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How Common Is Depression in Children?


Updated October 17, 2012

Written or reviewed by a board-certified physician. See About.com's Medical Review Board.

As a concerned parent, you may be wondering how common depression is in children. The reality is that even young children can and do become depressed. Despite a long debate as to whether or not children have the developmental maturity to experience depression, childhood depression is indeed a well-recognized disorder among researchers and clinicians.

Approximately 3% to 8% of all children and adolescents have a depressive disorder, and 20% of young people show some depressive symptoms that do not meet the full criteria for a depression diagnosis.

How Early Can Depression Start?

According to Dr. Joan L. Luby, whose research was published in Current Trends in Psychological Science in 2010, children as young as 3 may exhibit clear signs of depression, such as inability to experience pleasure from play, sadness, or irritability.

The rates of all types of depression increase with age until adulthood. Approximately twice as many girls will experience depression as boys by age 15. Prior to puberty, boys have a higher rate of depression than girls.

Approximately 60% of children with major depressive disorder will also meet the criteria for an additional mental health illness.

Some research shows that the earlier the depression begins, the more likely that it is to recur throughout a lifetime and interfere with daily functioning. This really highlights the importance of early identification and treatment of childhood depression.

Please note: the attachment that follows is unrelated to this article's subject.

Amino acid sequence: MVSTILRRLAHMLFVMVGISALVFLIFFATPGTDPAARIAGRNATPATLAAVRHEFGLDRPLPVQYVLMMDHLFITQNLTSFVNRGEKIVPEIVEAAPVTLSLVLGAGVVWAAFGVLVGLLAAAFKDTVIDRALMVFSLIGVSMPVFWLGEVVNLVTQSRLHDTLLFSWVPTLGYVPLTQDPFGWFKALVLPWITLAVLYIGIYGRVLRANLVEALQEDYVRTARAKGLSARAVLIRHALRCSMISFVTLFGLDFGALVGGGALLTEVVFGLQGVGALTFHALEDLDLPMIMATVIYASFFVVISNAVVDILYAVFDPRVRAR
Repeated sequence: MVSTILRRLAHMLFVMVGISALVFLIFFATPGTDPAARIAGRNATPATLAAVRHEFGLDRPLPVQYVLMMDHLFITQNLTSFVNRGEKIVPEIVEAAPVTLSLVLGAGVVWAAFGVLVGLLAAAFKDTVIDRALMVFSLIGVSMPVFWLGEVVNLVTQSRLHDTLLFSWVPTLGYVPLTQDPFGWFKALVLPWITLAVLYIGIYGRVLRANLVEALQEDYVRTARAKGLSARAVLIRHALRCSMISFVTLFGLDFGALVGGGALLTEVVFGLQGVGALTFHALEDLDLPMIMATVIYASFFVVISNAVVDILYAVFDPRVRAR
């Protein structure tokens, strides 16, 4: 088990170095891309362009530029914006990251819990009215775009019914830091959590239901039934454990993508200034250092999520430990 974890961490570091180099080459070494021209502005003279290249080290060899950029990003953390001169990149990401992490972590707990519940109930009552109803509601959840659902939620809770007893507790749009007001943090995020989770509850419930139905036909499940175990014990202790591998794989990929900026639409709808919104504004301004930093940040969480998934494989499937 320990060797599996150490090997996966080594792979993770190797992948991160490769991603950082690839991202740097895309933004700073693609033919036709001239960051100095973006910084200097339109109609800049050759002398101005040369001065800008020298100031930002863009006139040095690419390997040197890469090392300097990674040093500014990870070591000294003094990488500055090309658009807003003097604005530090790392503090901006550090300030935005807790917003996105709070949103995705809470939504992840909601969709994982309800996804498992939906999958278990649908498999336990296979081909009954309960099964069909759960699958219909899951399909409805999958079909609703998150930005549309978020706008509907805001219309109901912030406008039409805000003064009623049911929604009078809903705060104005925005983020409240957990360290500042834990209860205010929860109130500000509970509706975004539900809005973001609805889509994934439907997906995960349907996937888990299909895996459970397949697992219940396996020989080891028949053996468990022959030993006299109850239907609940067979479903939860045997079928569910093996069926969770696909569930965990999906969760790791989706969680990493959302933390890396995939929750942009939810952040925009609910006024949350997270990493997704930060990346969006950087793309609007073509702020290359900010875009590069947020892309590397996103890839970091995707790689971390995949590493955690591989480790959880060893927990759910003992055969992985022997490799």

What to Watch For

As mentioned, children as young as 3 may show signs of depression, so watch for marked sadness, irritability, or inability to experience pleasure from activities like play.

Additional symptoms of depression in children and adolescents may include:

What To Do

If you think your child is depressed, seek advice from her pediatrician or a mental health professional. A professional can test, accurately diagnose your child, and recommend appropriate treatment. Treatment for depression gives your child the best chance for recovery.

Remember that children go through rapid changes as they develop, which may impact their mood. It is always best to have a professional investigate any symptoms in your child that concern you.


American Psychiatric Association. Diagnostic and Statistical Manual of Mental Disorders, 4th Edition, Text Revision. Washington, DC: American Psychiatric Association; 2000.

Cecilia Essau (Ed.) "Treatment for Adolescent Depression: Theory and Practice." Oxford: Oxford University Press; 2009

Daniel N. Klein, Ph.D., Stewart A. Shankman, Ph.D, Suzanne Rose, M.A. "Dysthymic Disorder and Double Depression: Prediction of 10-Year Course Trajectories and Outcomes." Journal of Research Psychiatry April 2008 42(5): 408-415.

Depression and Suicide in Children and Adolescents. Mental Health: A Report of the Surgeon General. Accessed: September 01, 2010. http://mentalhealth.about.com/library/sg/chapter3/blsec5.htm

Joan L. Luby. "Preschool Depression: The Importance of Identification of Depression Early in Development." Current Trends in Psychological Science. August 2010 19(4).

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